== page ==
The action is fast, as befits a shooter of mid-1990s, but not always furious. You move at a blistering speed but your enemies tend to be lead-footed and dull-witted, and while razor-sharp AI is hardly a must-have feature in old-timey shooters like this one, they don't make up for their lack of smarts with overwhelming numbers. This relative dearth of things to shoot at is exacerbated by the comparatively huge, wide-open levels; I couldn't help but think that with so much space to work with, and unlimited ammunition in both the pistols and the submachine gun, the potential for mayhem and slaughter is much higher than what is provided.
The relatively small number of enemies is also frustrating because when the shooting starts, it can be difficult to tell where the bullets are coming from. Enemies at a distance are very small and tend to blend in with the backgrounds, and while the HUD indicates very roughly where the damage is coming from, I often found myself forced to stand still and eat lead while I struggled to get eyes on the shooter.
But when the blood starts to flow, it's really something to behold. "Ludicrous gibs" – a staple of the original – isn't just PR hype for this remake, which becomes clear the first time a pair of eyeballs gets blown onto the inside of your monitor. It's far from realistic – enemies can be dismembered with gunfire, bits of entrails fly hither and yon and the pink-hued blood doesn't spurt so much as spew, as if out of the end of a high-pressure garden hose, but the carnage is so cartoonishly over-the-top that it's hard not to laugh.
The constant flow of gore (and flatulence) is bolstered by a self-aware, and even clever, sense of humor. Each new level offers a short and amusingly useless audio briefing that exhorts you to kill everything, collect a small debt or bring back donuts. Your avatar will occasionally question the value of a power-up he's consumed. It's all tongue-in-cheek, and even though there are some pretty horrific scenes of sadism there's never any sense of actual horror.
It's all good fun until the shooting stops, at which point the new Rise of the Triad
runs headlong into the same issues that plagued the old one: A jarring shift into first-person platforming. While blowing dudes into gooey chunks is entertaining, trying to leap between moving platforms suspended over great pits of lava, with instant doom waiting below, is not. Making matters worse, the game relies solely on checkpoint saves, and those checkpoints are spaced woefully far apart. Death can often undo lengthy segments of gameplay, and if you happen to die on the final jump of a torturous dance through a room filled with whirling, stabbing blades – sorry, sucker, back to the start. It's baffling that a studio would so faithfully recreate a 20-year-old shooter and then rely on checkpoint saves in the first place, but spacing them so unforgivingly is incomprehensible.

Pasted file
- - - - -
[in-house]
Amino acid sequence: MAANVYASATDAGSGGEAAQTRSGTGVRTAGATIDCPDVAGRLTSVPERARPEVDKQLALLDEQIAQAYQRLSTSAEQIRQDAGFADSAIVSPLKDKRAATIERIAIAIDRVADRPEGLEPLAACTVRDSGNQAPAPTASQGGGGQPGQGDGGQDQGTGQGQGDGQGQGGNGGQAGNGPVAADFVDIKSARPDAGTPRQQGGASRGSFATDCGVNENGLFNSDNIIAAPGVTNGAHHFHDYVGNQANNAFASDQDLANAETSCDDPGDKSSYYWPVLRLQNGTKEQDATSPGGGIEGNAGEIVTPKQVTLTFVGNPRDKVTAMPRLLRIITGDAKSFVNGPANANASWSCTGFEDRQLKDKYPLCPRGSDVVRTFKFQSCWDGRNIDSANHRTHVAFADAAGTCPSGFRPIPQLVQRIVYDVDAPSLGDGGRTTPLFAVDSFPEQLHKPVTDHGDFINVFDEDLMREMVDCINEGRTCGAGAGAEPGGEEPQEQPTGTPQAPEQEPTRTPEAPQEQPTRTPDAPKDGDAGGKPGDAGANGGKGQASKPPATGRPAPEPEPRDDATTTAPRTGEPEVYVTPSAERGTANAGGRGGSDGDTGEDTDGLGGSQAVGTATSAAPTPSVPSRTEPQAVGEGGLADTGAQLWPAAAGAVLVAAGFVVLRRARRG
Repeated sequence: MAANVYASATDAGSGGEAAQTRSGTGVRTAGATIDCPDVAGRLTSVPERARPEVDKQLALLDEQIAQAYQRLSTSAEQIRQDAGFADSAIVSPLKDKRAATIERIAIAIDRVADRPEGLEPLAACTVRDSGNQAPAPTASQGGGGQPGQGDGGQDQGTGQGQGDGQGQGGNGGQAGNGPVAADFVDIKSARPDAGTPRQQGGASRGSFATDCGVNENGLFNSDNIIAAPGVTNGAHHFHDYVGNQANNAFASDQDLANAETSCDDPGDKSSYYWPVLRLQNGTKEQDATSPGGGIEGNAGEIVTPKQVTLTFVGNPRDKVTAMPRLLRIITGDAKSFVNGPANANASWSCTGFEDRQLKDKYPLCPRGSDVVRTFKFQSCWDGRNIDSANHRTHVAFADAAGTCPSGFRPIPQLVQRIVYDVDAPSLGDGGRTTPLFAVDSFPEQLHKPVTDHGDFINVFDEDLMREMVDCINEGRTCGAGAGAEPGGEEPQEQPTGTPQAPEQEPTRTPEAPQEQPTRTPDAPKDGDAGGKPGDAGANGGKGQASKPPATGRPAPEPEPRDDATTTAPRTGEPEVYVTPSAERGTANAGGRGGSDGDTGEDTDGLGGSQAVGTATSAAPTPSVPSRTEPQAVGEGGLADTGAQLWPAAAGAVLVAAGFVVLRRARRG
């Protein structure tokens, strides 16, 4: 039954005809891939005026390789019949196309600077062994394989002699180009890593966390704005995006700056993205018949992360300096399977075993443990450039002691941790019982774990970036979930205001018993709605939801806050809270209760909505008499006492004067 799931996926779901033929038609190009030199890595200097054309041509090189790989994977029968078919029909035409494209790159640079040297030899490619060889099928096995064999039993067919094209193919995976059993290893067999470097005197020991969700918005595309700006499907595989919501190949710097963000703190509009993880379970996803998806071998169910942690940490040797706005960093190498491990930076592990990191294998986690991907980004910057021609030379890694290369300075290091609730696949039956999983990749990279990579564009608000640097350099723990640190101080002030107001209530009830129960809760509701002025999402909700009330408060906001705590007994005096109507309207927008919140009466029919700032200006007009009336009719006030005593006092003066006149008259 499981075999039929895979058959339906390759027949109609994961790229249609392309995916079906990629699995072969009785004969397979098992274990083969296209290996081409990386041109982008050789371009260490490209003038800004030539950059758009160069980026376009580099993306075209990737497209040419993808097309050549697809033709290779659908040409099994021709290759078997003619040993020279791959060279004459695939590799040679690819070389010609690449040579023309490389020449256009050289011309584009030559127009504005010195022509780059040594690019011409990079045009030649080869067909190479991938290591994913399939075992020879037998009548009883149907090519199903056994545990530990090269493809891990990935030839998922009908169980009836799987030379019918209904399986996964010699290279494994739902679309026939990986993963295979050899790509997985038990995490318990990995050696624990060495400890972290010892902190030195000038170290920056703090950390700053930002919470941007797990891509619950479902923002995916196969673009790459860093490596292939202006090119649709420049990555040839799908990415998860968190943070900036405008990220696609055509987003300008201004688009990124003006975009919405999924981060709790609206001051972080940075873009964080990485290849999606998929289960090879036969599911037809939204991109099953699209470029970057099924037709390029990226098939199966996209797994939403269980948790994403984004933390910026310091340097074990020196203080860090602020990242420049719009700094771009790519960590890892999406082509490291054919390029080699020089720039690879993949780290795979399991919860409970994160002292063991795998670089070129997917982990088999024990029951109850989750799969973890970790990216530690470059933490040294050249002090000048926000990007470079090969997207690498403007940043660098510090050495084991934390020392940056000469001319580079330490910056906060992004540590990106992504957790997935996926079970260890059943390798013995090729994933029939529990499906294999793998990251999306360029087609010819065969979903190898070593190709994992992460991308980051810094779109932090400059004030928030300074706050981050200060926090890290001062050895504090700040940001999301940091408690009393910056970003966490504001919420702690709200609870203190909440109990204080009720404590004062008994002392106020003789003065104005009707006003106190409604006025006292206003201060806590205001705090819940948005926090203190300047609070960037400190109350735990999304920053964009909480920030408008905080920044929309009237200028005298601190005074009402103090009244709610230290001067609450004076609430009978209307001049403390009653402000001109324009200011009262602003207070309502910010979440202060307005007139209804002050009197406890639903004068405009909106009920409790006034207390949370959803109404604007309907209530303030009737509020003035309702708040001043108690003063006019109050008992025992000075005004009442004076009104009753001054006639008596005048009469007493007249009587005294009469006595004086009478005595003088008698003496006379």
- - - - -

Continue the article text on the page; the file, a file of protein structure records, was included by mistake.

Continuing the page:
The antidote, I suppose, is to cheat, and Rise of the Triad
boasts an appropriately full array of codes that will allow you to fly, walk through walls, enjoy infinite ammo and more. Cheating disables your score and achievements for the current level and may not do great things for your self-esteem, but unless more frequent checkpoints (or even better, a proper save system) are patched in, it's the best way to dodge the frustration bullet. That's possibly the only way for the dexterously challenged.
While Rise of the Triad
includes only Deathmatch, Team Deathmatch and Capture the Flag multiplayer modes, it definitely shines more brightly as an online experience. It's a frantic murder-fest with one simple rule: He who does not have a rocket launcher is paste. The focus on artillery has a tendency to turn online battles into a race for the "best" weapon, but with six – yes, six – different kinds of rocket launchers on tap, coming up with heavy firepower isn't usually a problem. That's not even including the deadly Dark Staff, a magical weapon that fires a stream of searing electricity, and the mysterious Excalibat, a melee slugger that can literally knock you out of the park.
And while this new Rise of the Triad
is obviously a loving recreation of the original, there are nonetheless a few rough edges. Visually it's average at best, and enemies and objects will sometimes clip through walls and doors. Firing bullets into water leaves impact decals carved into the shimmering surface, and rockets pass through parked trucks and other objects like they're not even there. It's also easy to rocket-jump outside of the confines of the map, although that could be seen as a legitimate retro feature rather than a bug.
By wholeheartedly embracing virtually everything about the original game, Rise of the Triad
blurs the line between old-school and just old. It's good, silly fun, and nails the experience of the original just about perfectly, but it's also a reminder that not everything from those early days of run-and-gun deserves to be celebrated.
This review is based on a PC download of Rise of the Triad, provided by Apogee.
Andy Chalk is a freelance writer who believes fervently in the superiority of the PC and never tires of talking about it on The Escapist, Gamezebo and anywhere else that will have him. Follow if you dare @AndyChalk.
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